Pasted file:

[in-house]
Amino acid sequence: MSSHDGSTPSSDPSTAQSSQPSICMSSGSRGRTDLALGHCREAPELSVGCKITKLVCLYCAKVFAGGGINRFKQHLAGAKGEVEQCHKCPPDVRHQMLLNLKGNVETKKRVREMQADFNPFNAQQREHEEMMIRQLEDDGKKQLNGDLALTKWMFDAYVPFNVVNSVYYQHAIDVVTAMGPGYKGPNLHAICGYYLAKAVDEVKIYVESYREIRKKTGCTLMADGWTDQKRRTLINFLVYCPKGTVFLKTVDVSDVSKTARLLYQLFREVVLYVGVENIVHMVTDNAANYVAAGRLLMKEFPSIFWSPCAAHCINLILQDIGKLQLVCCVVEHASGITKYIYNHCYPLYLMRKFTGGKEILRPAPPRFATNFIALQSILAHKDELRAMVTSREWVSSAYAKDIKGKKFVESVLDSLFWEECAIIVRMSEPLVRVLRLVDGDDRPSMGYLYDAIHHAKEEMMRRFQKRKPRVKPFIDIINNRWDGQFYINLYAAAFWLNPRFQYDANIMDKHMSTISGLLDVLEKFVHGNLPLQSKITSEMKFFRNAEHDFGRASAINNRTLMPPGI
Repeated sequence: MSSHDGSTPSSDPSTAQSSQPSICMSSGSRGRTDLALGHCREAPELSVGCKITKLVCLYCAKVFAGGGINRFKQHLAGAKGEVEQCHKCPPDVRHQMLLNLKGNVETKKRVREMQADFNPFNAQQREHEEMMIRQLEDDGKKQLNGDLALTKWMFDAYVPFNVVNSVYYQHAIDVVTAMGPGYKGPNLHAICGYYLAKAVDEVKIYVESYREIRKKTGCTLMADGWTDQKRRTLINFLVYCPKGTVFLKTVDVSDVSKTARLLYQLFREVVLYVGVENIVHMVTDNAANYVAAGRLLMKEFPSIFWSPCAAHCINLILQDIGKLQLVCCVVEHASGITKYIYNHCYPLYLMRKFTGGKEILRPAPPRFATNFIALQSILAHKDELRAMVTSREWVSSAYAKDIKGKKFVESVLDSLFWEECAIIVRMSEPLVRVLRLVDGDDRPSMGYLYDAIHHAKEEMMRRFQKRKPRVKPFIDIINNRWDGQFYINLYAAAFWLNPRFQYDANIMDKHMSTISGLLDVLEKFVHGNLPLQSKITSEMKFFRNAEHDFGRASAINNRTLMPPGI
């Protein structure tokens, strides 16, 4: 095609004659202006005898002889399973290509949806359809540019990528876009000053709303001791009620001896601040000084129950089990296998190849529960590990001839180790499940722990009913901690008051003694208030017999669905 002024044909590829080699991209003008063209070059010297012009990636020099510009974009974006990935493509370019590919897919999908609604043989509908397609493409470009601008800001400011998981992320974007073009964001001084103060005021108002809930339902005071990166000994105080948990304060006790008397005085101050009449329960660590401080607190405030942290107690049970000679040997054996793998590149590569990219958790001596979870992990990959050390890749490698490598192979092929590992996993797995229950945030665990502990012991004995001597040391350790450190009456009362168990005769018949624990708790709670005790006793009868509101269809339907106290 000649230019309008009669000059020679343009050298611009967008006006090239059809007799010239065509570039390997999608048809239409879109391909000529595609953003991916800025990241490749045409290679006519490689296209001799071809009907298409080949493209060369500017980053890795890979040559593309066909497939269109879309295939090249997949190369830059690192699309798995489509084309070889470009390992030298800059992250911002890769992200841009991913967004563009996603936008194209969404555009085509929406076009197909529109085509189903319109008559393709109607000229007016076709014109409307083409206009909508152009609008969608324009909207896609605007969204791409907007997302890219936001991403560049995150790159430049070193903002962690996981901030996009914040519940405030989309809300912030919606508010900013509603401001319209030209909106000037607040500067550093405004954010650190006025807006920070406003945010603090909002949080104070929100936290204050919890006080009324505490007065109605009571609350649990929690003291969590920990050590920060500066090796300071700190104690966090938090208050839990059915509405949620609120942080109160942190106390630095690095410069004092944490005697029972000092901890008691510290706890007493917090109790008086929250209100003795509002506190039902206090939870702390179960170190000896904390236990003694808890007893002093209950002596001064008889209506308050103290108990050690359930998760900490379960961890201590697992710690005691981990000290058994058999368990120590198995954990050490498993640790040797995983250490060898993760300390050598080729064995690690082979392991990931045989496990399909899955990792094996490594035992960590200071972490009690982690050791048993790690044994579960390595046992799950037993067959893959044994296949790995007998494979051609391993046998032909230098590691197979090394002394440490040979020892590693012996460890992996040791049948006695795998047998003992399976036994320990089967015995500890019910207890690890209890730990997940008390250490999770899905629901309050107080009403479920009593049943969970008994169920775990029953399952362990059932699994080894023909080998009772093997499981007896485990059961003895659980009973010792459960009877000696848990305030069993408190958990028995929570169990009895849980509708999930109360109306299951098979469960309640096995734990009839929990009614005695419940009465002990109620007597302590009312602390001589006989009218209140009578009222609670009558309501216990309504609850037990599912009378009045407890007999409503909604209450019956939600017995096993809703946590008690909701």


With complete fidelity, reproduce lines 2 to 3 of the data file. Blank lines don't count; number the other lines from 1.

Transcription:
Amino acid sequence: MSSHDGSTPSSDPSTAQSSQPSICMSSGSRGRTDLALGHCREAPELSVGCKITKLVCLYCAKVFAGGGINRFKQHLAGAKGEVEQCHKCPPDVRHQMLLNLKGNVETKKRVREMQADFNPFNAQQREHEEMMIRQLEDDGKKQLNGDLALTKWMFDAYVPFNVVNSVYYQHAIDVVTAMGPGYKGPNLHAICGYYLAKAVDEVKIYVESYREIRKKTGCTLMADGWTDQKRRTLINFLVYCPKGTVFLKTVDVSDVSKTARLLYQLFREVVLYVGVENIVHMVTDNAANYVAAGRLLMKEFPSIFWSPCAAHCINLILQDIGKLQLVCCVVEHASGITKYIYNHCYPLYLMRKFTGGKEILRPAPPRFATNFIALQSILAHKDELRAMVTSREWVSSAYAKDIKGKKFVESVLDSLFWEECAIIVRMSEPLVRVLRLVDGDDRPSMGYLYDAIHHAKEEMMRRFQKRKPRVKPFIDIINNRWDGQFYINLYAAAFWLNPRFQYDANIMDKHMSTISGLLDVLEKFVHGNLPLQSKITSEMKFFRNAEHDFGRASAINNRTLMPPGI
Repeated sequence: MSSHDGSTPSSDPSTAQSSQPSICMSSGSRGRTDLALGHCREAPELSVGCKITKLVCLYCAKVFAGGGINRFKQHLAGAKGEVEQCHKCPPDVRHQMLLNLKGNVETKKRVREMQADFNPFNAQQREHEEMMIRQLEDDGKKQLNGDLALTKWMFDAYVPFNVVNSVYYQHAIDVVTAMGPGYKGPNLHAICGYYLAKAVDEVKIYVESYREIRKKTGCTLMADGWTDQKRRTLINFLVYCPKGTVFLKTVDVSDVSKTARLLYQLFREVVLYVGVENIVHMVTDNAANYVAAGRLLMKEFPSIFWSPCAAHCINLILQDIGKLQLVCCVVEHASGITKYIYNHCYPLYLMRKFTGGKEILRPAPPRFATNFIALQSILAHKDELRAMVTSREWVSSAYAKDIKGKKFVESVLDSLFWEECAIIVRMSEPLVRVLRLVDGDDRPSMGYLYDAIHHAKEEMMRRFQKRKPRVKPFIDIINNRWDGQFYINLYAAAFWLNPRFQYDANIMDKHMSTISGLLDVLEKFVHGNLPLQSKITSEMKFFRNAEHDFGRASAINNRTLMPPGI